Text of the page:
Introduction to Perl and Perl Syntax

hollowtexicoΛογισμικό & κατασκευή λογ/κού

13 Δεκ 2013 (πριν από 3 χρόνια και 6 μήνες)

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1
Introduction to
Perl
and
Perl
Syntax
Learning
Perl
, Schwartz
2
Next Reading Assignment
"How
Perl
Saved the Human Genome
Project" -- by Lincoln Stein
http://www.
foo
.be/docs/tpj/issues/vol1_2/tpj0
102-0001.html
3
Outline

Perl
overview

Perl
-- first line of program convention

Comments

Scalar data

Strings --

single and double quotes

Warning flags

Scalar variable names

Interpolation
4
Perl

Perl
is an interpreted language

perl
programs require an interpreter

once the interpreter is installed on a system, all (most)
perl
programs
should run on it

Contrast to a compiled program (such as C or C++)

compiled to a

binary

, or

opaque binary


a binary is so close to machine language, it is extremely difficult to
reverse engineer (at a high-level) the algorithms implemented

only binaries need to be transferred

not portable across architectures (Windows program will not run on a
Mac, etc)

Performance

Generally -- compiled programs are faster than interpreted programs
(
Perl
, Java)

However, processor speeds and available memory sizes have
increased to the point that

in

many bioinformatics applications
"Perl
is
good enough."
5
Perl
-- first line of a program
(optional)
#!
/usr/bin/perl
OR
#!
/usr/local/bin/perl
OR
#!
/usr/bin/apps/perl


. etc.

typical locations, but may be anywhere

first line of a
perl
application

allows for automatic invocation

tells the UNIX operating system where to find the
Perl
interpreter

Ex)
my_program
.pl

without this line we could also explicitly specify interpreter
/usr/bin/perl
.
/my_program
.pl
OR
perl my_program
.pl

The

Windows version supports this too (according to the docs -- but it

s a
different mechanism.

I suspect windows simply interprets the .pl extension -
- but I was unable to find this in the docs ).
6
Perl
After the first line, the interpreter will ignore all lines that begin with: #
#!/
usr/local/bin/perl
print

Hello, world!\n

;
Newline
= \n = carriage return
Hello, world!server06%
#!/
usr/local/bin/perl
print #This is A
CoMment


completely ignored!!

Hello, world!\n

; # Notice how formatting
andCommentsCanMake
#
itMoreDifficult/EasierToRead
7
Perl
#!
usr/local/bin/perl
print

Hello, world!\n

;
% ./
test.pl
interpreter

usr/local/bin/perl

not found
./
test.pl
: Command not found.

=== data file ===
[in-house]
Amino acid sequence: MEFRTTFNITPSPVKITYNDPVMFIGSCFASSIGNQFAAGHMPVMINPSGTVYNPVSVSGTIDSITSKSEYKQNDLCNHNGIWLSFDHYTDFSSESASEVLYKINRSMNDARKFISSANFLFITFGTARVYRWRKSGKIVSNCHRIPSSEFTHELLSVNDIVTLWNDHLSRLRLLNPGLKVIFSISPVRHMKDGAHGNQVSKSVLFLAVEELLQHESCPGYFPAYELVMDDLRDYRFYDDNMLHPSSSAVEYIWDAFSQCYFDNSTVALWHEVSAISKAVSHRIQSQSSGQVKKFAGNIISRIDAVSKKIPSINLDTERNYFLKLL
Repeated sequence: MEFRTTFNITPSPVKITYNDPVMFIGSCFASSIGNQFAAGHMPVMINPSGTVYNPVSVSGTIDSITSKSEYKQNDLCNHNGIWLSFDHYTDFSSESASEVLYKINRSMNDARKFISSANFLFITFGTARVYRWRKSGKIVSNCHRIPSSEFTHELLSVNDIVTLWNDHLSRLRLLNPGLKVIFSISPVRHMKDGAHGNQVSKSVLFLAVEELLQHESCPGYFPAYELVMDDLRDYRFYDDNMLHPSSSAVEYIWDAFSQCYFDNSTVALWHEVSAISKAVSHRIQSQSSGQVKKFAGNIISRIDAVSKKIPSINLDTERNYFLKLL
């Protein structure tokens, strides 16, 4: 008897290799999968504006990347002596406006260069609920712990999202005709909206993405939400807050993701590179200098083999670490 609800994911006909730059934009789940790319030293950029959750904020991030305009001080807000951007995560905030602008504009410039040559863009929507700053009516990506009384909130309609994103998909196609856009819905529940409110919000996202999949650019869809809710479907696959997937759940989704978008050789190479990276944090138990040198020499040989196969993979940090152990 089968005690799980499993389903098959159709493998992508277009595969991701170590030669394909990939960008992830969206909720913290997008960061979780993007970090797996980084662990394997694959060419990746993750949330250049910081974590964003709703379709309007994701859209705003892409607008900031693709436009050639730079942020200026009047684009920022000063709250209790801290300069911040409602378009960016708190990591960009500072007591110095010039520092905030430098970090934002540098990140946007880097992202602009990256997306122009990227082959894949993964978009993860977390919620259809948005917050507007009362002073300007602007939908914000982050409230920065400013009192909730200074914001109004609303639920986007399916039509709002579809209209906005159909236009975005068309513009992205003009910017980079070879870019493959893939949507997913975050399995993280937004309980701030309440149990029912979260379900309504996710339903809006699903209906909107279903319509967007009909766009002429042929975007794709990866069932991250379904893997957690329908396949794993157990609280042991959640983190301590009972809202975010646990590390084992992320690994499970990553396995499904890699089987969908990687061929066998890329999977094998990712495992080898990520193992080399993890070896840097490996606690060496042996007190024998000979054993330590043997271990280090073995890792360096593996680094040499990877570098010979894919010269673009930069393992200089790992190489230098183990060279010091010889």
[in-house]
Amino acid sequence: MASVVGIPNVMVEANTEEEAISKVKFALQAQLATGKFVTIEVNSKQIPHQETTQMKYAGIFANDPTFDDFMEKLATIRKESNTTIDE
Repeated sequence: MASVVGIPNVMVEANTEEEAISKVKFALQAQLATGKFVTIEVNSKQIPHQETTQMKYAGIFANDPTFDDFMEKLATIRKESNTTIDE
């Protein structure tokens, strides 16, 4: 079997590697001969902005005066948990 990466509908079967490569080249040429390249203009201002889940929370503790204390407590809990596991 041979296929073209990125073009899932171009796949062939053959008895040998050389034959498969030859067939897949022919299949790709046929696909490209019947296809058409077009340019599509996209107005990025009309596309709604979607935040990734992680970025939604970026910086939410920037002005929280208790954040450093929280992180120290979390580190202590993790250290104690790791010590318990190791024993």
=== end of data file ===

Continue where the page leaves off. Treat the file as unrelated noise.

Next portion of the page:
%
perl

test.pl
-- this works
Note that most statements are followed by the pesky semicolon:
print

Hello, world!\n

;
8
Scalar Data
scalar

simplest, most basic kind of data in
perl
(as opposed to a list, or array that is composed
of multiple scalars)
Numbers
floating point: 1.25, 255.00, -3.124E-24
integers: 0 69 236123321 236_123_321
$i = 236_123_321;
print

$i\n

;
236123321
9
Strings

contains any combination of any characters
Single quoted string literals [" '] key (not the [~`]
key):
'fred'
'barney'
'' # null string
'Don\'t
isn\'t
end\'d \'till here'
'last character is backslash\\'
'no
newline
here\n'
10
Strings
Double-quoted literals
Allows for variable interpolation
"barney" #same as 'barney'
"new line here\n"
"last character is a
dble
quote\""
Note in
MSWord/Poweroint
you have to turn off
Tools->
AutocorrectOptions-
>
AutoFormatAsYouType-
>(uncheck "replace
straight quotes with smart quotes")
or you get this:

test

and

test

11
Strings

Special characters
\n
newline
\t
tab
\r
carriage return
many others
12
Strings

concatenation of strings (.) period
"Go" . 'hawks'. ' '."\n" #
Gohawks
- with
newline
String repetition (x) :
$i = "Hawks" x 3; # $i =
HawksHawksHawks
5 x 4;
# equals 5555
# the integer 5 is converted to a string
4 x 5.6
# equals 44444 (5.6) truncated to 5
13
Auto Conversion between
Numbers and Strings
Perl
is useful for rapid prototyping, so it converts
strings/numbers to numbers/strings depending
on operator context (this is not necessarily a
good thing -- so you have to be careful)
5 + 5 # equals 10
5 . 5 # equals '55'
"12" * "3" # equals 36
"12fred34" * '3' # equals 36
"fred"
* "3" # equals 0 (these are all silly cases)
14
C counter example
main()
{
char c =
'f'
;
int
i = 3;
int
j = 0;
j = c*i;
printf
("%
d\n"
,j);
}
15
Warnings
%
perl

w program.pl
OR
#!
/usr/local/bin/perl

w
Argument "12fred34" isn't numeric in multiplication (*) at .
/testl
.pl line
18.
Warnings are very, very good

but note that the program still
executes.
Checks for

unsafe

constructs/mistyping.
How do you specify
"-w"
in

Eclipse?
16
Scalar Variables
A variable contains/holds a scalar value
(number/string).
Cannot start with a number
Case sensitive
All scalar variables are demarcated by $
$i
$This_is_aVariable259-1
$A
$a
17
Choose good Variable Names
$i
$line_length
#underscore is convention
$lineLength
#works too
Assignment
$fred
= 17; #
$fred
variable has
interger
17
$word = "Word";
$word = 3 *
$fred
; # word == 51
$words =
$fred
. "Word". $word; # "17Word51"

$word =
"$fred
is prime"; ## does this work???
$word =
'$fred
is prime'; #how about this?
18
Interpolation
Scalar variable name in string is replaced with
current value.
$isu
= "a team that needs to improve";
$hawks = "will the hawks beat
$isu"
;
# $hawks == "will the hawks beat a team that
needs to improve"
$hawks = 'will the hawks beat' .
$isu
;
print 'I like $money'; # prints dollar-sign
19
Comparison
Comparison
numeric
string
equal
==
eq
not equal
!=
ne
less than
<
lt
greater than
>
gt
less than/
<=
le
equal to
greater than/
>=
ge
equal to
20
Control Structure
Want to make decisions

Friday